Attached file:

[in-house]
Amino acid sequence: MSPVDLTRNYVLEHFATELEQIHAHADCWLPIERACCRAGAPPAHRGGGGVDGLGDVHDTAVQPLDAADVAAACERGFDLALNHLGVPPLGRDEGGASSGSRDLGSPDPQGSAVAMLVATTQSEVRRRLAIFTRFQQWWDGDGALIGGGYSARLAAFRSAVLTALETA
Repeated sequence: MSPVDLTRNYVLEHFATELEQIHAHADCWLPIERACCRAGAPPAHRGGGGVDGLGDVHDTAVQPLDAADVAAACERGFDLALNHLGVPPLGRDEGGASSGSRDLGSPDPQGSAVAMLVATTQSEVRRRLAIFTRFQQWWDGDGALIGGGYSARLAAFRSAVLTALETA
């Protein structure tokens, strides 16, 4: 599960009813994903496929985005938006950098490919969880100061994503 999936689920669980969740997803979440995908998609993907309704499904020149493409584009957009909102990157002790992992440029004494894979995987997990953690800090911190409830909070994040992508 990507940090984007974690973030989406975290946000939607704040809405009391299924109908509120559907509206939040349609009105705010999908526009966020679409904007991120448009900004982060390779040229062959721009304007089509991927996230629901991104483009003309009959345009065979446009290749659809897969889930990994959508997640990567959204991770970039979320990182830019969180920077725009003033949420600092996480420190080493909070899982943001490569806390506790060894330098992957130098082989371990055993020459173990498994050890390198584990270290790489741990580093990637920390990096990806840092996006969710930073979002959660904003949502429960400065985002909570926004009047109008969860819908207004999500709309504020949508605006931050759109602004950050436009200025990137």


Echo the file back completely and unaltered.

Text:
[in-house]
Amino acid sequence: MSPVDLTRNYVLEHFATELEQIHAHADCWLPIERACCRAGAPPAHRGGGGVDGLGDVHDTAVQPLDAADVAAACERGFDLALNHLGVPPLGRDEGGASSGSRDLGSPDPQGSAVAMLVATTQSEVRRRLAIFTRFQQWWDGDGALIGGGYSARLAAFRSAVLTALETA
Repeated sequence: MSPVDLTRNYVLEHFATELEQIHAHADCWLPIERACCRAGAPPAHRGGGGVDGLGDVHDTAVQPLDAADVAAACERGFDLALNHLGVPPLGRDEGGASSGSRDLGSPDPQGSAVAMLVATTQSEVRRRLAIFTRFQQWWDGDGALIGGGYSARLAAFRSAVLTALETA
């Protein structure tokens, strides 16, 4: 599960009813994903496929985005938006950098490919969880100061994503 999936689920669980969740997803979440995908998609993907309704499904020149493409584009957009909102990157002790992992440029004494894979995987997990953690800090911190409830909070994040992508 990507940090984007974690973030989406975290946000939607704040809405009391299924109908509120559907509206939040349609009105705010999908526009966020679409904007991120448009900004982060390779040229062959721009304007089509991927996230629901991104483009003309009959345009065979446009290749659809897969889930990994959508997640990567959204991770970039979320990182830019969180920077725009003033949420600092996480420190080493909070899982943001490569806390506790060894330098992957130098082989371990055993020459173990498994050890390198584990270290790489741990580093990637920390990096990806840092996006969710930073979002959660904003949502429960400065985002909570926004009047109008969860819908207004999500709309504020949508605006931050759109602004950050436009200025990137």